> connections. If one connection suddenly goes bad and
    > generates a 50% packet loss rate users will experience
    > a 25% loss but it may well be difficult to
    > figure out what is going on. What tools will you use to
    > figure out which connection is bad?
    >
    > Also remember that even when load sharing
    > you can only influence outbound traffic - unless
    > of course you use NAT after the load sharing point
    > which is yet another layer of potential troubleshooting
    > nightmare.
    >
    > The correct answer when management says "Surely
    > we can get something out of that expensive second
    > circuit? Leaving it idle all of the time is making my
    > head hurt." is to explain the the alternative is to have
    > a less reliable network that is harder or even impossible
    > to fix.
    >
    > Just remember to make sure that the second path is
    > regularly tested, preferrably with automatic tools.- Hide quoted text -
    >
    > - Show quoted text -


    Thanks for the input
    The three different ISPs so peering loopbacks ebgp multihop with per
    packet is not an option.

    The problem is that this is non profit with no budget..

    If I pull off PBR which should be pulled off b/c it creates a routing
    loop when an isp goes down. We will be over CIR on any of the three
    connections.
     
    jcle, Aug 20, 2010
    #3
  4. jcle

    Stephen Guest

    On Thu, 19 Aug 2010 12:48:11 -0700 (PDT), jcle <>
    wrote:

    >Can someone give me a good generic way to load share BGP outbound. I
    >have three connections a 40Mb/s; 20Mb/s; and a 20Mb/s connection.
    >This is currently being done thought PBR. I have a /21 of internet
    >ips and PBR says if you are in a certain /24 go out this connection.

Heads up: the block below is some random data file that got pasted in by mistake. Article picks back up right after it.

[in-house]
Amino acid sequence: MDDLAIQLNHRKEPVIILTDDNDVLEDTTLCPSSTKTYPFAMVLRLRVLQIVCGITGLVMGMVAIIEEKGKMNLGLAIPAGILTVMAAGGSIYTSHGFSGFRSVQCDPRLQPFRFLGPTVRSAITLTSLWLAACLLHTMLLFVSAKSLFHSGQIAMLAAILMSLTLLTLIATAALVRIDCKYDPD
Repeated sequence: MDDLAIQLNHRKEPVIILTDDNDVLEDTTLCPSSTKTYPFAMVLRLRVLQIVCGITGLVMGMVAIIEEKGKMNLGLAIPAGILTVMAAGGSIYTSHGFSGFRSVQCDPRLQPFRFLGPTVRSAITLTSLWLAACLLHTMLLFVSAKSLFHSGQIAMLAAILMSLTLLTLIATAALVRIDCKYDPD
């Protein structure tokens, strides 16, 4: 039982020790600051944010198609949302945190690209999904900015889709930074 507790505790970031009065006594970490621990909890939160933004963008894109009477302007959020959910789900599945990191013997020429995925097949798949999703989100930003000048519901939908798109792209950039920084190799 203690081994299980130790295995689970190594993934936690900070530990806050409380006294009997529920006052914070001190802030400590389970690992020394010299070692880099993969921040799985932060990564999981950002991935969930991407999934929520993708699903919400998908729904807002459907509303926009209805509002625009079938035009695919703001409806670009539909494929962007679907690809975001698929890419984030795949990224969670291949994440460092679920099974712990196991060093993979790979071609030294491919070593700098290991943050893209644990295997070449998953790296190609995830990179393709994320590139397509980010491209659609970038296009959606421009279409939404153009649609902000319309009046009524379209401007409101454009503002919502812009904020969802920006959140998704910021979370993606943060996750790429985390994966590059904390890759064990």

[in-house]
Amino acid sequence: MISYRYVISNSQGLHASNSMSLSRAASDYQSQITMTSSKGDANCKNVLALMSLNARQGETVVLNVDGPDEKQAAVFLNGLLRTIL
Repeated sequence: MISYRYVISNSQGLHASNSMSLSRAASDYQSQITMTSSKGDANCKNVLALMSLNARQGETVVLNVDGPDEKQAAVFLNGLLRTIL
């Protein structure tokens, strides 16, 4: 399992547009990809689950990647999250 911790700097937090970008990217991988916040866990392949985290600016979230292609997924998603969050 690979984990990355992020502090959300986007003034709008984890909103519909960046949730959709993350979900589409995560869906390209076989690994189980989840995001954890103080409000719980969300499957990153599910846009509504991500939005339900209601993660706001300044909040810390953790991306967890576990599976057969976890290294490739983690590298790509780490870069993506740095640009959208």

>This does a good job sharing the outbound load but creates problems
    >when we have a ISP failure.
    >
    >On all three connections I am taking a partail table + default.
    >Thanks.
    >

    if you take a partial feed from each then you should already be
    automatically sending traffic to each ISP for their AS - they should
    be sending routes for anything local to them.

    So the PBR should only be handling "other" stuff that doesnt go into
    your routing table?

    maybe you need more than a partial BGP feed on at least some of the
    pipes so you can split by destination for other ASes?

    a cisco article that may help:
    http://www.cisco.com/en/US/tech/tk365/technologies_configuration_example09186a00800945bf.shtml

    >BTW I am hoping to spawn a big discussion with this one..

    --
    Regards

    - replace xyz with ntl
     
    Stephen, Aug 22, 2010
    #4
  5. jcle

    jcle Guest

    On Aug 22, 10:14 am, Stephen <> wrote:
    > On Thu, 19 Aug 2010 12:48:11 -0700 (PDT), jcle <>
    > wrote:
    >
    > >Can someone give me a good generic way to load share BGP outbound.  I
    > >have three connections a 40Mb/s; 20Mb/s; and a 20Mb/s connection.
    > >This is currently being done thought PBR.  I have a /21 of internet
    > >ips and PBR says if you are in a certain /24 go out this connection.
    > >This does a good job sharing the outbound load but creates problems
    > >when we have a ISP failure.

    >
    > >On all three connections I am taking a partail table + default.
    > >Thanks.

    >
    > if you take a partial feed from each then you should already be
    > automatically sending traffic to each ISP for their AS - they should
    > be sending routes for anything local to them.
    >
    > So the PBR should only be handling "other" stuff that doesnt go into
    > your routing table?
    >
    > maybe you need more than a partial BGP feed on at least some of the
    > pipes so you can split by destination for other ASes?
    >
    > a cisco article that may help:http://www.cisco.com/en/US/tech/tk365/technologies_configuration_exam...
    >
    > >BTW I am hoping to spawn a big discussion with this one..

    >
    > --
    > Regards
    >
    > - replace xyz with ntl


    Stephen thanks for the input. The problem is that the providers are